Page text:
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J-Lo is the woman in jeopardy in 'Enough'

Friday, May 24, 2002

By Barbara Vancheri, Post-Gazette Staff Writer

When the just-married Mitch assures his bride, "You're safe with me, Slim, and it's OK to be happy," a woman sitting nearby let out an "Aaah." As if to convey, how sweet.


RATING: PG-13 for intense scenes of domestic violence, some sensuality and language.

STARRING: Jennifer Lopez, Billy Campbell

DIRECTOR: Michael Apted

WEB SITE: www.sonypictures.



To me, however, that promise in the thriller "Enough" was the equivalent of a red flag the size of U.S. Steel Tower. Such declarations are a sure sign there is trouble ahead -- even if you haven't seen the preview, in which a terrorized Slim is on the run. Safe? Happy? Where's the tension in that?

"Enough" is the latest woman-in-jeopardy movie to come our way in the past two months. This time, instead of Ashley Judd's lawyer, Jodie Foster's wealthy but wounded divorcee or Sandra Bullock's hard-edged cop, it's Jennifer Lopez as Slim, a woman who will decide she's had enough.

Slim is working as a diner waitress when she first encounters Mitch (Billy Campbell). He comes to her defense when another customer (Noah Wyle) tries to woo Slim -- in order to win a bet. Before you know it, the movie zips to Slim and Mitch's fairy-tale wedding, financed by his wealthy parents since her mother is dead and her father long absent.

In yet another fast-forward, Mitch buys Slim her dream home (after telling the owner, whose house wasn't for sale, "think how miserable one determined crazy person could make you") and is soon father of a daughter, Grace. Bumps in the road emerge when Mitch seems to be working too much and admits to an affair -- for which he apologizes.

But when Slim later suspects he's still cheating and confronts him, the violence is unleashed. Asked how many women he's seeing, Mitch cavalierly replies, "What does it matter?... I'm a man. Men and women have different needs."

And then he slaps Slim, punches her and sends her crashing to the floor. "Enough" charts Slim's efforts to escape with her daughter, Mitch's obsession with finding them and the sort of clattering, cataclysmic confrontation that is standard in movies like this.

"Enough," directed by Michael Apted and written by Nicholas Kazan (who adapted "Reversal of Fortune"), lets Lopez show her vulnerable side and her tough-gal side -- when she takes up something called "Krav Maga," a form of martial arts developed by the Israeli military to strengthen women. When you put Lopez up against Judd, Foster or Bullock as a heroine pushed to the limits, she holds her own.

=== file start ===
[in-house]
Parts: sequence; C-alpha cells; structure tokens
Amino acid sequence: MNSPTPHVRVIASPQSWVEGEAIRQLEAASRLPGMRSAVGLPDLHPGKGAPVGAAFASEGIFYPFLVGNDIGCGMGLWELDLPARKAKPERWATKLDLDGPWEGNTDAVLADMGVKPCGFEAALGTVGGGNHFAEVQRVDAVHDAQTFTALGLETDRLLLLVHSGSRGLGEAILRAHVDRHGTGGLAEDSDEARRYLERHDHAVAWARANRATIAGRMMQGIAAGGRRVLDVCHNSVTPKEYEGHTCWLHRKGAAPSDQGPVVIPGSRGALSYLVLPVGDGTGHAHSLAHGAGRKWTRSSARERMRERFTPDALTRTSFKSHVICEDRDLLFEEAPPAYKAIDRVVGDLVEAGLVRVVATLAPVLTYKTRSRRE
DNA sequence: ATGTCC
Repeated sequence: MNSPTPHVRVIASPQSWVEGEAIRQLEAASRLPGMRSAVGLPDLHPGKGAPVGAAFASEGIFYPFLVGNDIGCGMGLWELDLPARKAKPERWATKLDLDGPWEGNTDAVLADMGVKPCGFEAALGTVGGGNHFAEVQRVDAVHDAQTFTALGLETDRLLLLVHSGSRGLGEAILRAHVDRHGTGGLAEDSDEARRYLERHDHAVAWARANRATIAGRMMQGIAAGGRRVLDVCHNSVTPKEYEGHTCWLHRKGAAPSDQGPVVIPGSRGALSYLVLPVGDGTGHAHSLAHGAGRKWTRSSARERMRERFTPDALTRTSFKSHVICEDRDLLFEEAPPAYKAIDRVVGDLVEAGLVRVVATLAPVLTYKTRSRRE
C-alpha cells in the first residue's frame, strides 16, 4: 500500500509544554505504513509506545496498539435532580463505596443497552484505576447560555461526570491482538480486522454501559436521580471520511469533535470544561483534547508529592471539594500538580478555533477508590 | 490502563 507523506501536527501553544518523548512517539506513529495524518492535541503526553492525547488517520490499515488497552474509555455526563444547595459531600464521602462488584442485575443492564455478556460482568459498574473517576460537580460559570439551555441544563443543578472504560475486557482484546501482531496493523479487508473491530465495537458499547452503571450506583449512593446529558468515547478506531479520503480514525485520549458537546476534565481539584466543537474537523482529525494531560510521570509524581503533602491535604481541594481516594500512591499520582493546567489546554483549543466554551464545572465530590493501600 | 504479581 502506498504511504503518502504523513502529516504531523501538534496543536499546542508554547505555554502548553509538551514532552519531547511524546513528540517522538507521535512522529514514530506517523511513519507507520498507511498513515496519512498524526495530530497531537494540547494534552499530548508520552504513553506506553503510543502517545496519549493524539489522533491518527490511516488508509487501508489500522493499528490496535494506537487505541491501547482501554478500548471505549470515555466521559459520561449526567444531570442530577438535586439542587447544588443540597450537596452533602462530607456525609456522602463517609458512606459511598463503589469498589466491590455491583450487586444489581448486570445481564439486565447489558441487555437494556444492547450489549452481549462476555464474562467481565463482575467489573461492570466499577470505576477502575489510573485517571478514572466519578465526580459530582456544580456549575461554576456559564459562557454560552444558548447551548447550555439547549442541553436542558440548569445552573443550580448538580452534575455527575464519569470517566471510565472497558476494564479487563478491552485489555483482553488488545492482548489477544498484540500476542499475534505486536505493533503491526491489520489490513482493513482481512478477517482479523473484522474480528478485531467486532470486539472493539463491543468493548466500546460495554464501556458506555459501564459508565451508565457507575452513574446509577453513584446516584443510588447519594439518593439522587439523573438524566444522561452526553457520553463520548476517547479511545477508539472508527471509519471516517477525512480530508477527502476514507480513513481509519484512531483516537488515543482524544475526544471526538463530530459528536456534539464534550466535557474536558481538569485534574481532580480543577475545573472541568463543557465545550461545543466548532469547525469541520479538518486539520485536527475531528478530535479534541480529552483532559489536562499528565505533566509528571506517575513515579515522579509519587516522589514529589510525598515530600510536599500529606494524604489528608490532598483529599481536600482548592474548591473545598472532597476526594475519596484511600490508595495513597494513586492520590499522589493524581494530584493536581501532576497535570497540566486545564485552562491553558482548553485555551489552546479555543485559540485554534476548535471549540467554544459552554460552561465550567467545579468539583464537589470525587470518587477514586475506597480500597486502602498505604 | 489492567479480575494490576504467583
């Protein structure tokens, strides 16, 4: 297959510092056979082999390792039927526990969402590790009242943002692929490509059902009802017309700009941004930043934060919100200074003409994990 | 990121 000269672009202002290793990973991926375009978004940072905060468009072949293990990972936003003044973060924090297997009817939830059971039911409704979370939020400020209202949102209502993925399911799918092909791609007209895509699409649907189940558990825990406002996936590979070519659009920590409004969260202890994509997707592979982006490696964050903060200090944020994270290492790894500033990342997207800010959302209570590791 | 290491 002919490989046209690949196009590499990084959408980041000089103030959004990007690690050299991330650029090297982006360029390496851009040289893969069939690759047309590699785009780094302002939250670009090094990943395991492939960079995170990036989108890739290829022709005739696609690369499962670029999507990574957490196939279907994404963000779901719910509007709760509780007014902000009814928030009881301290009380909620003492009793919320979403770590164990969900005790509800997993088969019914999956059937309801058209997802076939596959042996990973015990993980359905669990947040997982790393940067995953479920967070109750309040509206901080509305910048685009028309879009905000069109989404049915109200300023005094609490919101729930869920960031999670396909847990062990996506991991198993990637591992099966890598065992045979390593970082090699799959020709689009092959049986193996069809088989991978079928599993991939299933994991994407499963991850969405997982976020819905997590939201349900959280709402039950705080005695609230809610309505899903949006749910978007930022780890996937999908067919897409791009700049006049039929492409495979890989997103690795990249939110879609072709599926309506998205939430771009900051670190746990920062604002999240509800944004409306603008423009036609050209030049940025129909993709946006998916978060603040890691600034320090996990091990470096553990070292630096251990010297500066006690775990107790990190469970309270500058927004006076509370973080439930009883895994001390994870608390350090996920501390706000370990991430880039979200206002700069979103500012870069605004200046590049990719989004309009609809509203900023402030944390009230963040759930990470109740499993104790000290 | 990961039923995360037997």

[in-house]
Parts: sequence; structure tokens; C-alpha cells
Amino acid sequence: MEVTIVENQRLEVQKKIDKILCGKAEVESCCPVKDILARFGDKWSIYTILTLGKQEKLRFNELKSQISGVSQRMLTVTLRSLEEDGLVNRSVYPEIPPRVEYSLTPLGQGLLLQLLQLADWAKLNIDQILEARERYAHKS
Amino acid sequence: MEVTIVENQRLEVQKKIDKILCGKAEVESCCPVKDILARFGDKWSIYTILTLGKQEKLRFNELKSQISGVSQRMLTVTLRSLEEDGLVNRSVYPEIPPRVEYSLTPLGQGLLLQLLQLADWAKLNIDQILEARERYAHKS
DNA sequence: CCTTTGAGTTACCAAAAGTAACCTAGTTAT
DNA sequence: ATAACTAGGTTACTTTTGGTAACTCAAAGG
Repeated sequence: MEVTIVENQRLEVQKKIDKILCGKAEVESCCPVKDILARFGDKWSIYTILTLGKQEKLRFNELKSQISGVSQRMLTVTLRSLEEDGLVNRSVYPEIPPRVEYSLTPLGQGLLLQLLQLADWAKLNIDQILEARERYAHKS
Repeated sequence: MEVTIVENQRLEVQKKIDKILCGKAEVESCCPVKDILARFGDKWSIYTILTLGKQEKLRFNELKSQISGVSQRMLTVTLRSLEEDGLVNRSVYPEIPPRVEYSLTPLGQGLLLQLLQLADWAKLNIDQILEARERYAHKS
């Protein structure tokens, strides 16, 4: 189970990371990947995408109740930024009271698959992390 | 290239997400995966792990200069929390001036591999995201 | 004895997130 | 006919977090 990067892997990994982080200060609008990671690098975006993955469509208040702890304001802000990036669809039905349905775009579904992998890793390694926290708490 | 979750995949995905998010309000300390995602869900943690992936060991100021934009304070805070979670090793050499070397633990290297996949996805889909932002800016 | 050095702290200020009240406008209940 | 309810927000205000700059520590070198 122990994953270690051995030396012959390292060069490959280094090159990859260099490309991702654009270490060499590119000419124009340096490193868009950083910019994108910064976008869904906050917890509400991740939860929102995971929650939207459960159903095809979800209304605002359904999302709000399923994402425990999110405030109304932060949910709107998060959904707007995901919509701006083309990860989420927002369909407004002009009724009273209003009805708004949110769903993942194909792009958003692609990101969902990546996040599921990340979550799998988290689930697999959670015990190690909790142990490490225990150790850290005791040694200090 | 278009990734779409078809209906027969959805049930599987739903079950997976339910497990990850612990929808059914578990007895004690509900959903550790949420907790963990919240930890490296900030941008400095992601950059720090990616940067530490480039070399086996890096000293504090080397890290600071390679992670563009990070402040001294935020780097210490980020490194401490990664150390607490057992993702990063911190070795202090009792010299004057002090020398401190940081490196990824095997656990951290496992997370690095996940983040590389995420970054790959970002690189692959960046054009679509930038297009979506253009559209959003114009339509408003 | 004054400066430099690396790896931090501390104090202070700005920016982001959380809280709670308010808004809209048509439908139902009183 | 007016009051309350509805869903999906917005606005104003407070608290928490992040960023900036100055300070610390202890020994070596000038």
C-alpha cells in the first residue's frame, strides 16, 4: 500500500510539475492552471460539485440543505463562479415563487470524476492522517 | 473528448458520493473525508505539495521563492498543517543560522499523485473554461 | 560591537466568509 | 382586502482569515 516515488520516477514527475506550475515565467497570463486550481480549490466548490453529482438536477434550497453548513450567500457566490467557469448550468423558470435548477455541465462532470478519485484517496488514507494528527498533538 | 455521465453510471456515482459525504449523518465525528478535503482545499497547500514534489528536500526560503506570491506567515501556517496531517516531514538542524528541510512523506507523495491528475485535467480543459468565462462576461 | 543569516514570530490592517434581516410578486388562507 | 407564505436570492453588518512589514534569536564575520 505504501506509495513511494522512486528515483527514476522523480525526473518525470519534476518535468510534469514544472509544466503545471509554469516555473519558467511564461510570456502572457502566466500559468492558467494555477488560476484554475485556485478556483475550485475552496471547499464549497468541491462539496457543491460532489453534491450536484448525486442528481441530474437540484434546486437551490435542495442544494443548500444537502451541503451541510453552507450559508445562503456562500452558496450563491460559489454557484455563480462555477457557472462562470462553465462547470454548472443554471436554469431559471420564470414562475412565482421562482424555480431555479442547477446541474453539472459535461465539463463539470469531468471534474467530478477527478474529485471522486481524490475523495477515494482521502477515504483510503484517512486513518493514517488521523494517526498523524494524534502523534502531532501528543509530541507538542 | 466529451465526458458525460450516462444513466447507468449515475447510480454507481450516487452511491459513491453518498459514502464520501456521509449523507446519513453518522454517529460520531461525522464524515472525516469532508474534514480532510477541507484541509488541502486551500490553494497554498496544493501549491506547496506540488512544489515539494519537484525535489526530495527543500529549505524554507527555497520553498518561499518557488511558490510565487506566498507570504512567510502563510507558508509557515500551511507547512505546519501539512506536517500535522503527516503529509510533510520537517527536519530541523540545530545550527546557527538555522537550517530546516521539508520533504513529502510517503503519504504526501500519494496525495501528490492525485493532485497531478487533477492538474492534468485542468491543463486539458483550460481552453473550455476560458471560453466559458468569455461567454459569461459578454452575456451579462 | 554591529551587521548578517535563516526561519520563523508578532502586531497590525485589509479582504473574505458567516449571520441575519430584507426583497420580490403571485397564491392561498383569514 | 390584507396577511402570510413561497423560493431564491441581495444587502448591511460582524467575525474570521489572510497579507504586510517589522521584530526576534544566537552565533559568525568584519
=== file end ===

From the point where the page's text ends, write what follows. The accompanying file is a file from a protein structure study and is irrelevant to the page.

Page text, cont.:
Campbell from "Once and Again" and "ER" veteran Wyle seem to be spending their summer vacations -- on screen -- proving they can be nasty, vengeful, despicable men. And they do a darn good job of it. It's actually all the more shocking to watch Campbell clock Lopez (and someone sure juiced the sound effects), given his sensitive character from the now-canceled ABC drama.

"Enough" does a jarring thing by inserting title cards such as "how they met" and "conquering hero," too frivolous for the subject matter. It also raises and conveniently discards all the usual options for battered women, including cops, shelters and sympathetic lawyers.

Its treatment of Gracie (Tessa Allen), who appears to be 4 or 5 years old, is most disturbing. Watching her cry during a high-speed car chase left me uneasy, but not as much as her later withdrawn behavior. This child deserves some explanation (or therapy) for the craziness inflicted on her once tranquil suburban life.

"Enough" is best when Slim is trying to flee and is on the run, least convincing when it instantly turns Mitch into battering beast and Slim into Krav Maga maven. As if to assure us that Slim has a license to clobber or kill, her waitress friend (Juliette Lewis) reminds her that she has a "divine animal right" to protect herself and her offspring.

And movie audiences, apparently, have their own right to be bloodthirsty -- police, the law, logic and moral middle ground be damned.

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